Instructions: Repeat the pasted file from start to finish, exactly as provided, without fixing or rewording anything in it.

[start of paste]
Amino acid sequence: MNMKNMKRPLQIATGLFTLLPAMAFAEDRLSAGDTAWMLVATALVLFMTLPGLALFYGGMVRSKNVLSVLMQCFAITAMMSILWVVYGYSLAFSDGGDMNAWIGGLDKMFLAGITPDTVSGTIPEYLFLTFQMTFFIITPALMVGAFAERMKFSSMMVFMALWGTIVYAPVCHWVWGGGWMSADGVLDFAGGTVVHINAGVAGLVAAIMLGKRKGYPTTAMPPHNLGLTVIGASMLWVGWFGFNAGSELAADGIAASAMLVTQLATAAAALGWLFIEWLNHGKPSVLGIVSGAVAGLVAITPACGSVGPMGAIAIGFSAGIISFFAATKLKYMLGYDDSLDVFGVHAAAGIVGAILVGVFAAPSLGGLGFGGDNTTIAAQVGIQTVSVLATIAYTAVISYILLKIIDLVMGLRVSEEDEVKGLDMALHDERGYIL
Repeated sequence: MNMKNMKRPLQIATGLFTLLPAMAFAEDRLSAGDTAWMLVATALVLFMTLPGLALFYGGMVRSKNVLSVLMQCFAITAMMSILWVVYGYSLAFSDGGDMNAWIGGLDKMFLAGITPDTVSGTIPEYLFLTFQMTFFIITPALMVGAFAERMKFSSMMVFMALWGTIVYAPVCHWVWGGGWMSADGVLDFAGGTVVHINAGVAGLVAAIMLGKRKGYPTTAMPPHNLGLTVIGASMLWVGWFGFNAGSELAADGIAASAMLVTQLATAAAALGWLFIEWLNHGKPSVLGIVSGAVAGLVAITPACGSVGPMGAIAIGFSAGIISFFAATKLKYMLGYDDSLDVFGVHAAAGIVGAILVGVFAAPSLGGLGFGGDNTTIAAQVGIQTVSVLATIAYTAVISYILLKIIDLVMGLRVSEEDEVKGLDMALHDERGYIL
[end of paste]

Amino acid sequence: MNMKNMKRPLQIATGLFTLLPAMAFAEDRLSAGDTAWMLVATALVLFMTLPGLALFYGGMVRSKNVLSVLMQCFAITAMMSILWVVYGYSLAFSDGGDMNAWIGGLDKMFLAGITPDTVSGTIPEYLFLTFQMTFFIITPALMVGAFAERMKFSSMMVFMALWGTIVYAPVCHWVWGGGWMSADGVLDFAGGTVVHINAGVAGLVAAIMLGKRKGYPTTAMPPHNLGLTVIGASMLWVGWFGFNAGSELAADGIAASAMLVTQLATAAAALGWLFIEWLNHGKPSVLGIVSGAVAGLVAITPACGSVGPMGAIAIGFSAGIISFFAATKLKYMLGYDDSLDVFGVHAAAGIVGAILVGVFAAPSLGGLGFGGDNTTIAAQVGIQTVSVLATIAYTAVISYILLKIIDLVMGLRVSEEDEVKGLDMALHDERGYIL
Repeated sequence: MNMKNMKRPLQIATGLFTLLPAMAFAEDRLSAGDTAWMLVATALVLFMTLPGLALFYGGMVRSKNVLSVLMQCFAITAMMSILWVVYGYSLAFSDGGDMNAWIGGLDKMFLAGITPDTVSGTIPEYLFLTFQMTFFIITPALMVGAFAERMKFSSMMVFMALWGTIVYAPVCHWVWGGGWMSADGVLDFAGGTVVHINAGVAGLVAAIMLGKRKGYPTTAMPPHNLGLTVIGASMLWVGWFGFNAGSELAADGIAASAMLVTQLATAAAALGWLFIEWLNHGKPSVLGIVSGAVAGLVAITPACGSVGPMGAIAIGFSAGIISFFAATKLKYMLGYDDSLDVFGVHAAAGIVGAILVGVFAAPSLGGLGFGGDNTTIAAQVGIQTVSVLATIAYTAVISYILLKIIDLVMGLRVSEEDEVKGLDMALHDERGYIL